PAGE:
The stability of evolutionary systems is critical to their survival and reproductive success. In the face of continuous extrinsic and intrinsic stimuli,
biological systems must evolve to perform robustly within sub-regions of parameter and trajectory spaces that are often astronomical in magnitude,
characterized as homeostasis over a century ago in medicine and later in cybernetics and control theory. Various evolutionary design strategies for
robustness have evolved and are conserved across species, such as redundancy, modularity, and hierarchy. We investigate the hypothesis that a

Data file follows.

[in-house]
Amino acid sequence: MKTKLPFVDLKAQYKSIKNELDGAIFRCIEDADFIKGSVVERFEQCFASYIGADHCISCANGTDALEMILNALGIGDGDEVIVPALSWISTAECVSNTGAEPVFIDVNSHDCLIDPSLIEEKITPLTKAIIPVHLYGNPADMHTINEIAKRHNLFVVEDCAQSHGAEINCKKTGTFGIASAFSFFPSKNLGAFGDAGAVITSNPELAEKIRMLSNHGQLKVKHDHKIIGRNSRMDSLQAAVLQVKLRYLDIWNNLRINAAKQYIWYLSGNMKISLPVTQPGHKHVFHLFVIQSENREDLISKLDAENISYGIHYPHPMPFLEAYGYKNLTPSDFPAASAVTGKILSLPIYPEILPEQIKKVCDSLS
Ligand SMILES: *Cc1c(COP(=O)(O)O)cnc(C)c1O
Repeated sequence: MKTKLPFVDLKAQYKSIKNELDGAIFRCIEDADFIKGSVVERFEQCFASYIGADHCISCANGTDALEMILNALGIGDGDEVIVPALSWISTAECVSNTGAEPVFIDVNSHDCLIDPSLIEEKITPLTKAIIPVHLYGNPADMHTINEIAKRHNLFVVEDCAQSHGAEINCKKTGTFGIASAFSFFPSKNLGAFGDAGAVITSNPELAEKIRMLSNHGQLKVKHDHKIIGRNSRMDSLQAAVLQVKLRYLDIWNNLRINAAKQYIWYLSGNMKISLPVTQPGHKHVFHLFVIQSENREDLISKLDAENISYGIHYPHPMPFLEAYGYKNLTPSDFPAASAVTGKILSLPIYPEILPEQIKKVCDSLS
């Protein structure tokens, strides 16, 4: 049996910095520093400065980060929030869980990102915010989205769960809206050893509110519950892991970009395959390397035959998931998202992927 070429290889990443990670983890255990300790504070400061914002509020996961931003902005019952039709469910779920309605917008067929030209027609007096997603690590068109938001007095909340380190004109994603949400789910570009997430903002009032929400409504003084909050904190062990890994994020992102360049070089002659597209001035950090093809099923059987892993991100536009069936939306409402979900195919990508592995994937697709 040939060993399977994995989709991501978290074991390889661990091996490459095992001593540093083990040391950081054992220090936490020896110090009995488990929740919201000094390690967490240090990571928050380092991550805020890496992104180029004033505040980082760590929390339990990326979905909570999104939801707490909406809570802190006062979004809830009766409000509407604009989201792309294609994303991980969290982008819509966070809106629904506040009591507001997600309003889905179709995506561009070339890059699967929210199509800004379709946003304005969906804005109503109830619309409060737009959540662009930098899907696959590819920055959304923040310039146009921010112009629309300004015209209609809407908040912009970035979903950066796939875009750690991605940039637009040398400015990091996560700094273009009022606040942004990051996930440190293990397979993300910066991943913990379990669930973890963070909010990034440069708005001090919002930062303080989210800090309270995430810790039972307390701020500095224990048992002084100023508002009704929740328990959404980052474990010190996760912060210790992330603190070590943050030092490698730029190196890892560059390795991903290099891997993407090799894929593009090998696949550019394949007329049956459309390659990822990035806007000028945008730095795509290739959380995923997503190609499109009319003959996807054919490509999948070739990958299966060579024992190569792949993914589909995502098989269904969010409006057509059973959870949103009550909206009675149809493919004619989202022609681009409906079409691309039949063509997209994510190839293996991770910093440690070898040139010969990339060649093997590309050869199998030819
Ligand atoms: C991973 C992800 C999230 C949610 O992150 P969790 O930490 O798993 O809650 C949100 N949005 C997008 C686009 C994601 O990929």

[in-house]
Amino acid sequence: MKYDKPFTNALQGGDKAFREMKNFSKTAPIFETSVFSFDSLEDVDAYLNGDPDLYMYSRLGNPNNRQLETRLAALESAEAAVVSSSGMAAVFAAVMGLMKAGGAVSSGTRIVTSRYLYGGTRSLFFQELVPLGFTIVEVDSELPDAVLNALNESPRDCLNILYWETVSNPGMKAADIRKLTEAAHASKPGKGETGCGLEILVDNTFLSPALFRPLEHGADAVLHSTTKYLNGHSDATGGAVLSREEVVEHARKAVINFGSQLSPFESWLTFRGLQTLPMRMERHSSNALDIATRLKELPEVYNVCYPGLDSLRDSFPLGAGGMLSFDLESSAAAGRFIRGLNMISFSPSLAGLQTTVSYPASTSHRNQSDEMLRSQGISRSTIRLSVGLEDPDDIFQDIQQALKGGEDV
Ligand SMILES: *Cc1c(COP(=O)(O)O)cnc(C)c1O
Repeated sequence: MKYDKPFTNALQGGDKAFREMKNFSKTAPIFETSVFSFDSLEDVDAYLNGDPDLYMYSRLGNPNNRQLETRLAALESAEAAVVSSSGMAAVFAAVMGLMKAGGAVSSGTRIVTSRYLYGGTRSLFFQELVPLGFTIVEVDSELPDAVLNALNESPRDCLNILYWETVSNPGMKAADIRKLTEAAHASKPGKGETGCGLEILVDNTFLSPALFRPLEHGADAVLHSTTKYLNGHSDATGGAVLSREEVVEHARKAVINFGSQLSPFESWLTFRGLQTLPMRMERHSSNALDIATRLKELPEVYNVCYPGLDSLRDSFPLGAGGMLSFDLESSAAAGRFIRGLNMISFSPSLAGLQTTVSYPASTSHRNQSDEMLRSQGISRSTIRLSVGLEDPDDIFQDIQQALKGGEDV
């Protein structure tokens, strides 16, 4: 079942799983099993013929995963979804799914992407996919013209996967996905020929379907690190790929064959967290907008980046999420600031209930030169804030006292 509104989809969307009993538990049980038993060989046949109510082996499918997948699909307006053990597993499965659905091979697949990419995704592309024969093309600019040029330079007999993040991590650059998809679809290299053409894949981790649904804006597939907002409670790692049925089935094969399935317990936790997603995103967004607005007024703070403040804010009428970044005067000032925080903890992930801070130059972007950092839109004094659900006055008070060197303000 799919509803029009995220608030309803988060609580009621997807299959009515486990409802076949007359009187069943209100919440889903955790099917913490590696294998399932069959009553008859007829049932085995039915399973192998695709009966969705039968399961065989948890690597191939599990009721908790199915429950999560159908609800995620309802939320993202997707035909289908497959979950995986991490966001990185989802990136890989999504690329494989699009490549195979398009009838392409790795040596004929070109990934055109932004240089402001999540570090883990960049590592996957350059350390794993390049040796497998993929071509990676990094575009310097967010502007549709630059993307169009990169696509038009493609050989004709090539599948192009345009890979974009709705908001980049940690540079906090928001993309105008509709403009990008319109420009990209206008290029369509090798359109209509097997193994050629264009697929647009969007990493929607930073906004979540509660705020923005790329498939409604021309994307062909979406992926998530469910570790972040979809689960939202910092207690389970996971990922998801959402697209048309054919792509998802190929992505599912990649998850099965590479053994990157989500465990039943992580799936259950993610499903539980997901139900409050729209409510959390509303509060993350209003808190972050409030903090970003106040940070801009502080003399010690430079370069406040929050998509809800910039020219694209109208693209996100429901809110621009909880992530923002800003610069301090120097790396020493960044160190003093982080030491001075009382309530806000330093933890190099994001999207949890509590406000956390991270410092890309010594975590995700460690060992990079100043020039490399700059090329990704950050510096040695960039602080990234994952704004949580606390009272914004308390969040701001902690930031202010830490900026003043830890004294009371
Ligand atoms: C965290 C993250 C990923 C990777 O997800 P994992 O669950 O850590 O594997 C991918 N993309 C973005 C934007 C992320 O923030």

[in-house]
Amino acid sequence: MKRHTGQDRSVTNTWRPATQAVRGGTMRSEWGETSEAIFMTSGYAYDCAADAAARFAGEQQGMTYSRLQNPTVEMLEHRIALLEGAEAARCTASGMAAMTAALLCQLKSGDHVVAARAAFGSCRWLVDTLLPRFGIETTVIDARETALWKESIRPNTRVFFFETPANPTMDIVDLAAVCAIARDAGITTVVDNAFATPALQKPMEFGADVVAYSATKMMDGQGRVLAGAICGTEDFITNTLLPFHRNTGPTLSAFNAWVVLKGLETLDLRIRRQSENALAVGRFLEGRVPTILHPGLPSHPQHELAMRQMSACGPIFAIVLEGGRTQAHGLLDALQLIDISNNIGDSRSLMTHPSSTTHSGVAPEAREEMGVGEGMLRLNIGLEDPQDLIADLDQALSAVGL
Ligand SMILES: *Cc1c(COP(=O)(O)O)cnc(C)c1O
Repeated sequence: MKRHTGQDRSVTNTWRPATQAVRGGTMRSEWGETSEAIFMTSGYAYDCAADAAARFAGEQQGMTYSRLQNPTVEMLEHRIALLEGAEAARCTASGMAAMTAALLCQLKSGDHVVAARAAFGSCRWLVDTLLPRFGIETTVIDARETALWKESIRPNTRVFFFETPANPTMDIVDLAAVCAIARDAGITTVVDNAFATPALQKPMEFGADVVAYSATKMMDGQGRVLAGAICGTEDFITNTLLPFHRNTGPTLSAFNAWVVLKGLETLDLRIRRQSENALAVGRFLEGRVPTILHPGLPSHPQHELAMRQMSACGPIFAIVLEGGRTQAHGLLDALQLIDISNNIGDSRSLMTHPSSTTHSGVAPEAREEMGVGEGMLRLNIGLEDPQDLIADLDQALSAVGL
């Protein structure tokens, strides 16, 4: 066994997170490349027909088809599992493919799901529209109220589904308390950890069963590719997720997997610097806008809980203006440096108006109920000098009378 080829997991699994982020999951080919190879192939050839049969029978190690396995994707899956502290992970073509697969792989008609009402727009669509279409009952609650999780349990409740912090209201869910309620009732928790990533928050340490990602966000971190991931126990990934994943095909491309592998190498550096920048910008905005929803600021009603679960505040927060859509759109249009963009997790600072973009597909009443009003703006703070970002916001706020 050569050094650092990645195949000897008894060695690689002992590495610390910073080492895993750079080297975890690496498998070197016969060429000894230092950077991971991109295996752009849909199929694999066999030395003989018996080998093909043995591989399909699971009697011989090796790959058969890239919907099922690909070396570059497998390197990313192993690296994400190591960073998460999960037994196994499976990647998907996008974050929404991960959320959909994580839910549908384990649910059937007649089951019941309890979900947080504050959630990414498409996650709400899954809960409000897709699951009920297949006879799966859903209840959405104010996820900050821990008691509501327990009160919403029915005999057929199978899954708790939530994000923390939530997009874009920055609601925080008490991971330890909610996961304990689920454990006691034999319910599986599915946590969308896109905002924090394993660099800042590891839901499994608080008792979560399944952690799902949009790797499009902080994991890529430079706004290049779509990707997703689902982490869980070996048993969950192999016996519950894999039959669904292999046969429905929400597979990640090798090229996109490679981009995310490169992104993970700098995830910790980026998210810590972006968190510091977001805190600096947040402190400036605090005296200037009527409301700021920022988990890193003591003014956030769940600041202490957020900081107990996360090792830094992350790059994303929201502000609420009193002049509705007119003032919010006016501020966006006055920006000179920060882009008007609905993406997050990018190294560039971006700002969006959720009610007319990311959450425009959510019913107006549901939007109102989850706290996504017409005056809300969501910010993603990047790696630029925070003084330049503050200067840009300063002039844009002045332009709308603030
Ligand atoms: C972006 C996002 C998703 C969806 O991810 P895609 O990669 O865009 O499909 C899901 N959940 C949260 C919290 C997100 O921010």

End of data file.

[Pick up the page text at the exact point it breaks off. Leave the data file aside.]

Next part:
strategy for robustness is in evolving neural circuitry network components and topology such that increasing the number of components results in
greater system stability. As measured by a center of maximum curvature method related to firing rates, the transition of the neural circuitry systems
model to a robust state was ~153 network connections (network degree).